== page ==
Now, let’s talk about some games that don’t really handle a second playthrough too well, but are still better at it than some others I can think of off the top of my head.

Modern Warfare 3

Modern Warfare campaigns can be fun to play through at times, maybe even twice sometimes, or multiple times by specific level if you are farming for some relatively easy or veteran achievements, but rarely are they completed again for sheer entertainment. It is for this reason that Modern Warfare 3 falls into the indeterminate and intermediate category here, as many will replay the levels for achievements and trophies, but rarely so quickly for sheer fun and shock value- this kind of thing only really works once. Like a one trick pony even. But hey, at least there’s multiplayer to start and restart and restart over in with the Prestige modes…right?

Assassin’s Creed 2

Don’t get me wrong- Assassin’s Creed 2 is a wonderful game, and has some extremely high replayability as well, but there’s only so much you’ll want to do in this world after thirty plus hours, much less start all over again. Once you’ve completed Ezio’s adventures and decided to continue on in the world with all of your upgrades, that’s fine, but fetch quests and some miscellaneous items you might have otherwise missed in upgrading pouches and your villa don’t catch the fancy of too many people it’d seem. So for that reason, Ezio’s first memorable adventure falls into the ambiguous category here.

Now, for the final little portion of today’s blog here, let’s highlight a few games that have absolutely little to now enjoyability through replayability, and some that barely have a first fun playthrough in fact. Be prepared to die…of boredom.

Brink

In a game that has so many things going for it, yet ultimately just as many of those things fall through, you know you’re not really going to enjoy a second playthrough, much less a first one. However, if you want to get any really, or all of its achievements- you’re forced to witness the same horrible moments over and over again, and play around with the mostly shoddy controls and footwork each time. Sorry, but it sucks, there’s no getting around it.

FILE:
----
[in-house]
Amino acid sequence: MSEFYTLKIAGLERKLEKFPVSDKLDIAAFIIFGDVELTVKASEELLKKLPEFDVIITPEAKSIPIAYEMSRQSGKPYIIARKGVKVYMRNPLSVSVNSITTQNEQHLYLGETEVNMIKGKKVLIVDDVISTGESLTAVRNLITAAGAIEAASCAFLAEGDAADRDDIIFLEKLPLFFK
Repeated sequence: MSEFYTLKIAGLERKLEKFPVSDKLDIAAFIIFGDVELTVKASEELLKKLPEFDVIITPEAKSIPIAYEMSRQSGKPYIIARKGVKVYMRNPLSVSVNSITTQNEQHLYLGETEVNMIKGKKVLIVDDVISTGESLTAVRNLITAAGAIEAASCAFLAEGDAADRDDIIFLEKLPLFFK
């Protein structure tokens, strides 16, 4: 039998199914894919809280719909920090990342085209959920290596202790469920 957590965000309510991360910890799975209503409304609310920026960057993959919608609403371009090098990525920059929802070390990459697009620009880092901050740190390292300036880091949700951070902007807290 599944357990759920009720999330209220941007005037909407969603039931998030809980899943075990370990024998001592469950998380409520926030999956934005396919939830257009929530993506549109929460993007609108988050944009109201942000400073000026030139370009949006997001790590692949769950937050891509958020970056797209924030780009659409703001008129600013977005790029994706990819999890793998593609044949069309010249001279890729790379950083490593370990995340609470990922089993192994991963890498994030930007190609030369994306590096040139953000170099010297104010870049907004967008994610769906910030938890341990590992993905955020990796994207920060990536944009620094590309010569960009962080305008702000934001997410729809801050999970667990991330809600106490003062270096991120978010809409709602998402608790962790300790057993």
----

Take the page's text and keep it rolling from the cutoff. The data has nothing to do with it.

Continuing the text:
Game of Thrones

This game is very true to the series in many ways, which is nice to see, if only it could be a little better about everything it does- and try to do more things right as well. If the mechanics worked a little bit better, then maybe people would be more willing to sit through the same story and make the opposite choices from the ones they originally chose- for good or ill. Maybe then it would be as meaningful a replayable game as Mass Effect and other role-playing experiences…

LA Noire

LA Noire is a phenomenal, if flawed experience, don’t get me wrong. However, once you’ve burned through the novel-sized script and quite lengthy open world gameplay and story, you’re a little unwilling to dive back in again. Granted, it has many of the same ideas as Grand Theft Auto games, however, for some strange reason, its just not as much fun to play when you have rules you must abide by. Granted, you don’t have to be a criminal to have fun, but can’t we splurge just a few times without being chided by our captain and seeing game over? Or failing interrogations and automatically starting over or losing the case? Throw us a bone a few times, and we’ll gladly come back to see how we can differently impact the world around us, in that seedy LA underbelly…

Now, I think I’ve fully described some aspects of why single playthroughs are great, but some experiences deserve second chances and second playthroughs for a variety of reasons. So, I hope you took the time to read and enjoy my blog, and will come back for more later.